Going into the holidays, we have seen Gov. Jay Inslee institute increased public health measures and we know the Colville Reservation's public health measures remain in place. What precautions do you suggest for families in regard to Thanksgiving and the upcoming holiday season?
This is a very hard question to answer, because family and family time, especially around the holidays, is so very important to who you are as a people and a culture. By remembering that very fact, we can push ourselves to do our best to protect the people we love and give thanks for our ability to do what we can to protect the health of our families. The question really is what does social distancing mean when you’re getting together with family? Really, it means that we can protect our families by limiting our gatherings to small family gatherings with few people from outside of the household so we don’t inadvertently spread the virus to the very people we are gathering together to give thanks for, our elders and vulnerable family members.
What do people need to know about the recent increases of cases on the reservation and how can they continue to protect themselves?
Unfortunately, the recent increase in COVID-19 cases is not limited only to the reservation but is a nationwide challenge. We are all having to continue to make tough decisions in spite of our growing weariness with the huge changes in life that have affected us. The increase in cases is no one’s fault but rather was predicted due to the change in seasons and the fact that people spend so much more time indoors in the winter. The challenge now is continuing to protect ourselves and the community while spending more time indoors, and that’s why it’s so important to continue to wear cloth face coverings (correctly, covering both your nose and mouth), to stay home and stay away from others when you’re sick, and to practice careful social distancing by avoiding large groups and group events.
At this point, we are several months into this pandemic. It is stressful. We've seen mutterings of "COVID fatigue." Do you have any recommendations how our communities can continue to protect themselves and combat "COVID fatigue"?
Honestly, who doesn’t have “COVID fatigue” at this point. Everyone is tired of the many changes, changes that have made us insecure, compromised our family lives, our jobs, school, and even our health. It’s totally understandable that we have “COVID fatigue.” What matters is if we allow “COVID fatigue” to get the better of us and cause us to make unsound decisions. The poet, Robert Frost, said “the best way out is always through,” and that is true with COVID-19. We get through this together by doing our best to protect our families and the community. It’s important that we encourage and support each other during these challenging times with kind words and understanding attitudes, encouraging each other to do our best to keep up the good work of protecting our families by limiting unnecessary travel, avoiding large groups, etc. and doing so knowing that we are protecting our communities and families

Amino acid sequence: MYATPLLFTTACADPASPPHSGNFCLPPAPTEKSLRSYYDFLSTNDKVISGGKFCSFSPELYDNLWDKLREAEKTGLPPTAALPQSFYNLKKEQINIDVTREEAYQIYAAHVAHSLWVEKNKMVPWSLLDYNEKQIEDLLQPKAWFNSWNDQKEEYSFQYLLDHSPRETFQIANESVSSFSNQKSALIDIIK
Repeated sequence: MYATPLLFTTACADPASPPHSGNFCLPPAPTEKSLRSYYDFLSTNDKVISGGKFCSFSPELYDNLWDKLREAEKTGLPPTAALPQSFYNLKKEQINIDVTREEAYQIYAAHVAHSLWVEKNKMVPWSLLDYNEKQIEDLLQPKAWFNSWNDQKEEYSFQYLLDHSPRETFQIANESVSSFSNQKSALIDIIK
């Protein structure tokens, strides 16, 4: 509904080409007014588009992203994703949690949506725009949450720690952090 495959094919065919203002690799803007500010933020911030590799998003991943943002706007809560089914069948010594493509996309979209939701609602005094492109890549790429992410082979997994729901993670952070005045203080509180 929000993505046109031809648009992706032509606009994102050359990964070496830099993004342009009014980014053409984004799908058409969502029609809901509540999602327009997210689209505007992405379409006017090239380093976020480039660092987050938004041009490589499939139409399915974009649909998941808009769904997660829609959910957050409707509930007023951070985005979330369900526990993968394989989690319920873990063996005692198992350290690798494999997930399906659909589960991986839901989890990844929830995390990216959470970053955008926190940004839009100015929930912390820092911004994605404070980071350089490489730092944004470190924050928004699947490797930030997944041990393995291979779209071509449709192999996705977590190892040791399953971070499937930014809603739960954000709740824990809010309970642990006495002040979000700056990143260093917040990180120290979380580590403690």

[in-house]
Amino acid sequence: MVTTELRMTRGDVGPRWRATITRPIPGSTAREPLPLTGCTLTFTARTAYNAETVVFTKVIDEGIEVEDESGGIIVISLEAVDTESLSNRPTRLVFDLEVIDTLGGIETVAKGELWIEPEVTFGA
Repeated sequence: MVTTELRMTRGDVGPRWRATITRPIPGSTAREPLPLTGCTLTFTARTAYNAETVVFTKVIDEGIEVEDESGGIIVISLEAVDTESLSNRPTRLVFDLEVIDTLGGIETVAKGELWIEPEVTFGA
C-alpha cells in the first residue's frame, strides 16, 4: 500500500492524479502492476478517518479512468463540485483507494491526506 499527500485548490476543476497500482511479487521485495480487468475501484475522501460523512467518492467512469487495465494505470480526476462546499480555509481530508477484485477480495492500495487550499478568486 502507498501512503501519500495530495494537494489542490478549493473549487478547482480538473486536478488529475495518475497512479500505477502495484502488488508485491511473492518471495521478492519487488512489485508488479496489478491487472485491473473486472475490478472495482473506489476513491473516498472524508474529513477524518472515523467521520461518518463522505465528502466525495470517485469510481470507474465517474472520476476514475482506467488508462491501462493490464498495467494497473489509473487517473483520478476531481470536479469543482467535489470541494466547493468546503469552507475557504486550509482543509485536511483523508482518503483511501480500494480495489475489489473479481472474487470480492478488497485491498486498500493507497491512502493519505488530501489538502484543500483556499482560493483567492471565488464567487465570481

Celebrating Thanksgiving - Guidelines from the Center for Disease Control
Everyone Can Make Thanksgiving Safer. Traditional Thanksgiving gatherings with family and friends are fun but can increase the chances of getting or spreading COVID-19 or the flu. Follow these tips to make your Thanksgiving holiday safer. The safest way to celebrate Thanksgiving this year is to celebrate with people in your household. If you do plan to spend Thanksgiving with people outside your household, take steps to make your celebration safer.
• Wear a mask
• Wear a mask with two or more layers to stop the spread of COVID-19.
• Wear the mask over your nose and mouth and secure it under your chin.
• Make sure the mask fits snugly against the sides of your face.
• Stay at least 6 feet away from others who do not live with you
• Remember that some people without symptoms may be able to spread COVID-19 or flu.
• Keeping 6 feet (about 2 arm lengths) from others is especially important for people who are at higher risk of getting very sick.
• Wash your hands
• Wash hands often with soap and water for at least 20 seconds.
• Keep hand sanitizer with you and use it when you are unable to wash your hands.
• Use hand sanitizer with at least 60% alcohol.
For further guidance: cdc.gov/coronavirus